Data Interoperability integrates hundreds of data formats into ArcGIS and an old favorite workflow in ArcMap and ArcCatalog (personal favorite right there) was to create Interoperability Connections in the catalog tree and use them in maps and geoprocessing tools. The default behavior for an interoperability connection is to refresh once per session, this saves a cache of the data to disk.
Here is how a connection looks:
This has been a popular workflow, but in Pro there are technical challenges to delivering the same experience. In Pro 2.6 we added the Data Inspector app to the Data Interop control in the Analysis ribbon, which lets you explore data and optionally export all or some of it to another format, like the home geodatabase for your project. That is good but Data Inspector is a separate process so the data isn't immediately useful in your project.
It turns out a simple way to bring interoperability data sources into a project has been sitting under our noses for a while - creating feature classes and tables in the memory workspace and automatically add them to the active map or scene.
The blog download has a toolbox with three model tools in it:
Here is Interoperability Connection in edit mode, you can see it includes Interoperability Features and Interoperability Tables as submodels.
To bring interoperability data into your map or scene simply run Interoperability Connection as a tool, the submodels will recursively search for feature classes and tables in the output file geodatabase created by the system tool Quick Import and copy them into the memory workspace and add them to your table of contents.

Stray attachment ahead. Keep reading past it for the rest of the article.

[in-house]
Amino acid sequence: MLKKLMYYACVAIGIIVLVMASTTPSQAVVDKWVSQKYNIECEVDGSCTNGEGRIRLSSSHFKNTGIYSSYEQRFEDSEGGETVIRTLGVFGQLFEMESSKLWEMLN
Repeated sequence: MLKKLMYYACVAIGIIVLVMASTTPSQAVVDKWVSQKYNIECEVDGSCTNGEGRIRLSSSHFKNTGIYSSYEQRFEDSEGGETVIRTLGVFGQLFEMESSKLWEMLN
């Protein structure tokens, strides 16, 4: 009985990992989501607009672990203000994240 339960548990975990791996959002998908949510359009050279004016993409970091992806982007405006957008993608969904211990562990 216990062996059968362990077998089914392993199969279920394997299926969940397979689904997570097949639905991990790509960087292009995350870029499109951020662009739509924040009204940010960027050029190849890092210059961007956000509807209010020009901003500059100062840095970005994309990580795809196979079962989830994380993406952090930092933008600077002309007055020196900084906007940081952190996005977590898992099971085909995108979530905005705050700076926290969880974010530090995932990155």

Quick Import in the model creates a file geodatabase named InteroperabilityConnection.gdb as part of the process. I make this intermediate data (and hence be automatically deleted). Make sure your geoprocessing settings allow for overwrite of existing datasets by checking the setting in Options.
Of course memory workspace data will not persist between sessions, but you can easily copy it to a project database, and during a session the data will be very performant. You might like to share a project template with this toolbox in it with your colleagues. Naturally Data Interoperability extension must be installed and licensed for now, but we have some news coming in a later release about another equivalency issue from ArcMap that might allow some exceptions.
To give you confidence, here is a screen shot of a million XY events coming from a Snowflake instance:
But wait there's more! A powerful function in Data Interoperability is to use the web as a file system, not just FTP and HTTP but cloud storage platforms. For example I uploaded a folder of thousands of Mapinfo TAB files to OneDrive, and using the file browser can choose:
Then in my OneDrive connection select a TAB file:
Have fun interoperating!
P.S. Thanks to my colleague Emily K. for test help.
Edited December 23rd 2020 to replace the download - the models in the toolbox had a fieldmap with persisting entries.
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